The Mayor of Los Angeles Wants to Prove Homelessness Can Be Solved

When Karen Bass took office as Los Angeles mayor with a mandate to tackle homelessness, Venice Beach was at the top of her agenda.

By late 2022, more than 100 people were living there in wall-to-wall tents alongside seven-figure bungalows, a shop selling $180 linen pillowcases and the Gold’s Gym that Arnold Schwarzenegger made famous.

On a recent morning in the neighborhood, however, dog walkers navigated the wide sidewalks with little trouble, and there wasn’t a tent in sight.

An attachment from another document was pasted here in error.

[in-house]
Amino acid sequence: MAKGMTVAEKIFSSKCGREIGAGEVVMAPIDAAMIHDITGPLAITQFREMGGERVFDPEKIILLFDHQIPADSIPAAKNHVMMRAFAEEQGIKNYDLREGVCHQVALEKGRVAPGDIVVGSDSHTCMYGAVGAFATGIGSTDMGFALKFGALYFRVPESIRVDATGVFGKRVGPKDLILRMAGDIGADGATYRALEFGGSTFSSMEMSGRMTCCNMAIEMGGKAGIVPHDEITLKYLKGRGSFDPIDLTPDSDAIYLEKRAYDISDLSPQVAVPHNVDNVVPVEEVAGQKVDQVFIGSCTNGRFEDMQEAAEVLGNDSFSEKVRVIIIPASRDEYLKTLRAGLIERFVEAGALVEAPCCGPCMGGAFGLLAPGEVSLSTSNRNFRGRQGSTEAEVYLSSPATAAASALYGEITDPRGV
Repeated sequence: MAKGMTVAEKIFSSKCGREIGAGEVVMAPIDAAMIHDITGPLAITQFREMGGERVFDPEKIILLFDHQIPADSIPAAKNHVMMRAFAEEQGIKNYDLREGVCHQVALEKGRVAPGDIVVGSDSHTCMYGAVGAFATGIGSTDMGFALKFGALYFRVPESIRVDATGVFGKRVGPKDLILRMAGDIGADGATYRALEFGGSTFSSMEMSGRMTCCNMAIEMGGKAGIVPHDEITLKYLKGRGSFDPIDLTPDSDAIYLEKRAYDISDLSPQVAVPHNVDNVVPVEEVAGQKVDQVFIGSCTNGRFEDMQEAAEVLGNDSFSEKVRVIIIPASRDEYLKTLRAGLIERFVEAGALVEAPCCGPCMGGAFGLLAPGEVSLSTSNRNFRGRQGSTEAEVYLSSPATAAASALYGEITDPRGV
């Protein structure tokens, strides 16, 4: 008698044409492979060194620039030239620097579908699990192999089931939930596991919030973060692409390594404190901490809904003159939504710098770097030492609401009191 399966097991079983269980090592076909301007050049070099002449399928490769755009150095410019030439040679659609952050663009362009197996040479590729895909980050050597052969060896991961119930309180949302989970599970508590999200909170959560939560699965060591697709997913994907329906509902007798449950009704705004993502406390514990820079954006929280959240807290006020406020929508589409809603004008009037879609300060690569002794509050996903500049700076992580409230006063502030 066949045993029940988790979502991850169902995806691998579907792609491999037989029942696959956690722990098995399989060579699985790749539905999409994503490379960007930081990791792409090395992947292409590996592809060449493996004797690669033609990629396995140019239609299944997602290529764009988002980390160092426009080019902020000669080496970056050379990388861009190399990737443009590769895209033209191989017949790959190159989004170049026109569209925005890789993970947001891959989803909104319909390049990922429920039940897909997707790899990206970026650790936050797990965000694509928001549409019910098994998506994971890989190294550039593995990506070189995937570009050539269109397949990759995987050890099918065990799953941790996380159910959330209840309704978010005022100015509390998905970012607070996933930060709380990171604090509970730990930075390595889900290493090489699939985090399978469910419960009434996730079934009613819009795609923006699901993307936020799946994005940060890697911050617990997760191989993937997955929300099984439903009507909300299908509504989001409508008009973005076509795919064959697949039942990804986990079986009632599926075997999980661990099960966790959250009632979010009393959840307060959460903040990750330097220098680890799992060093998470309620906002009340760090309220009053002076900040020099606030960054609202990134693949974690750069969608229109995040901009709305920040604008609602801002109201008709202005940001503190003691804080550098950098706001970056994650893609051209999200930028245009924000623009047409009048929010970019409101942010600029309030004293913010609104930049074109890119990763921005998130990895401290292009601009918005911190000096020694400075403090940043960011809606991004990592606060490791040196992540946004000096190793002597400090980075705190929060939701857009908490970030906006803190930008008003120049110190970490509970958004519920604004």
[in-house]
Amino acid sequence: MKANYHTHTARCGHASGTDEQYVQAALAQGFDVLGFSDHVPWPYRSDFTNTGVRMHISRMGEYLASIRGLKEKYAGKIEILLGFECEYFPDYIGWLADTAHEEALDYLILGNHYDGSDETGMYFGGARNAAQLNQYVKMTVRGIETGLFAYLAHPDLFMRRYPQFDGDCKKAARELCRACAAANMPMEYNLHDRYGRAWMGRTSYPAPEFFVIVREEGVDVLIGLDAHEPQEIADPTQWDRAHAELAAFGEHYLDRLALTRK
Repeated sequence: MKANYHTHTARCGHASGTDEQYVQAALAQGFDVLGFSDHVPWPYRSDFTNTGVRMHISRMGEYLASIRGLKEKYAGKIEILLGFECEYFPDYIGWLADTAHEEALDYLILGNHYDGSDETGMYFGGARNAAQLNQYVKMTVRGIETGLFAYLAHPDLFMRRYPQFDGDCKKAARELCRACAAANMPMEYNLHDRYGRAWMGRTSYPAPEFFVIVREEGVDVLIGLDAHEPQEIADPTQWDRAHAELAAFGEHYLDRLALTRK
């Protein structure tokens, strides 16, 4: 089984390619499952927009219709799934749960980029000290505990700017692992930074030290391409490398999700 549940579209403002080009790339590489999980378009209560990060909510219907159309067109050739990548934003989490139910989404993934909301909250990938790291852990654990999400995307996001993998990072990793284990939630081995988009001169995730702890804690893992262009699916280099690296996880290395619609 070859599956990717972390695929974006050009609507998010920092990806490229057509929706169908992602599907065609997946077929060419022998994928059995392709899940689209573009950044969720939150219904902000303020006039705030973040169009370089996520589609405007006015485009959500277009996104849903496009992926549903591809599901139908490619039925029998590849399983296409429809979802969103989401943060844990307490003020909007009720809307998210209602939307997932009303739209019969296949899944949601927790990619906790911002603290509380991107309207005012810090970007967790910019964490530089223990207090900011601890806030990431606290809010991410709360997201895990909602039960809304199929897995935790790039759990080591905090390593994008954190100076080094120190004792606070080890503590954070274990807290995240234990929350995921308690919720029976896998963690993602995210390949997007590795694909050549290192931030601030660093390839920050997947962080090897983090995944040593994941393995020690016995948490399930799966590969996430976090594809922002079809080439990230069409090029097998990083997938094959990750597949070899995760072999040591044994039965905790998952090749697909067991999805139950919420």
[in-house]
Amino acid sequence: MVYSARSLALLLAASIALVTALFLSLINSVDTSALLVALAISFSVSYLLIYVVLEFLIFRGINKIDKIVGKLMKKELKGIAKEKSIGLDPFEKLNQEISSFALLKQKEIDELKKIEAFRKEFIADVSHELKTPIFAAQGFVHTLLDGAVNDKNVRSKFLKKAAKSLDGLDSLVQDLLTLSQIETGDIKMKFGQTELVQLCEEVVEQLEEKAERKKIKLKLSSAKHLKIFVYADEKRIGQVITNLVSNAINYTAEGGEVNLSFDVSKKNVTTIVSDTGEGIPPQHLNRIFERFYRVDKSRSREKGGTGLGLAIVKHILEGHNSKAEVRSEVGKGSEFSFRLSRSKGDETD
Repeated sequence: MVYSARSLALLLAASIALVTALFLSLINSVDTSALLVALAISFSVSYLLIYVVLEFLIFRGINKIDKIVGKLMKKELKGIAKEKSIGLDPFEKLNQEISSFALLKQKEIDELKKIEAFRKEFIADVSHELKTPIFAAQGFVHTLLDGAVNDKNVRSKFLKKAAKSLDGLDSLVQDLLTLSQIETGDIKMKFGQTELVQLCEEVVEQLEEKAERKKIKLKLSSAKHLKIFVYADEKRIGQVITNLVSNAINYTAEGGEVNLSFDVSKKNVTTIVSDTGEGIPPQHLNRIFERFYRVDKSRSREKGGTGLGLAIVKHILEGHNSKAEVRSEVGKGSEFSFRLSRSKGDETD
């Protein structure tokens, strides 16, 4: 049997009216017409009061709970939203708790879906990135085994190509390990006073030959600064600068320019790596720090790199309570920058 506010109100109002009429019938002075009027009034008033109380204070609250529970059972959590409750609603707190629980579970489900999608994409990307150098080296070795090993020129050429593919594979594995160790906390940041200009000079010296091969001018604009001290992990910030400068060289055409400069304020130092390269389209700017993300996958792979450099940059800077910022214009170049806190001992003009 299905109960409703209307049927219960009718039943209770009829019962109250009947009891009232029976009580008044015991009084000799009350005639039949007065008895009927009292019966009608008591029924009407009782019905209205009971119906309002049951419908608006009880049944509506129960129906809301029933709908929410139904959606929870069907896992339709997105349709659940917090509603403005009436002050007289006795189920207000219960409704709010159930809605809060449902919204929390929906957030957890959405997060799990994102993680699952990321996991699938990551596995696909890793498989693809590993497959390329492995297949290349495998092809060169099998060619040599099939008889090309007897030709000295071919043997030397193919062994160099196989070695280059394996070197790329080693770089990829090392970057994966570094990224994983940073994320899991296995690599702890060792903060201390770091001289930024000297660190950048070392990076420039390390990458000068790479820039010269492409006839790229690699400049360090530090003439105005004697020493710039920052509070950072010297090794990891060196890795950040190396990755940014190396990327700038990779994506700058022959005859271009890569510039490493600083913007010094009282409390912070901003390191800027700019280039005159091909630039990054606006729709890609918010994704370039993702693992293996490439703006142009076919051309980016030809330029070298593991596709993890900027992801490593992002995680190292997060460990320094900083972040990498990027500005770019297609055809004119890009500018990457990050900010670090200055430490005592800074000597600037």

This is what Ms. Bass and her allies say is progress. More than a year into her term, the sidewalks and parks in Los Angeles are, on the whole, cleaner. But momentum in the nation’s second most populous city is fragile.

Inside Safe, the mayor’s flagship program providing motel rooms for homeless residents who leave encampments, is too costly to sustain as the city faces budget problems. The people staying in motels say their lives are in limbo until they get permanent housing. And every day, more Angelenos become homeless and new encampments form.

Some unhoused Los Angeles residents have been given temporary housing at Hotel Silver Lake.Credit…Mark Abramson for The New York Times

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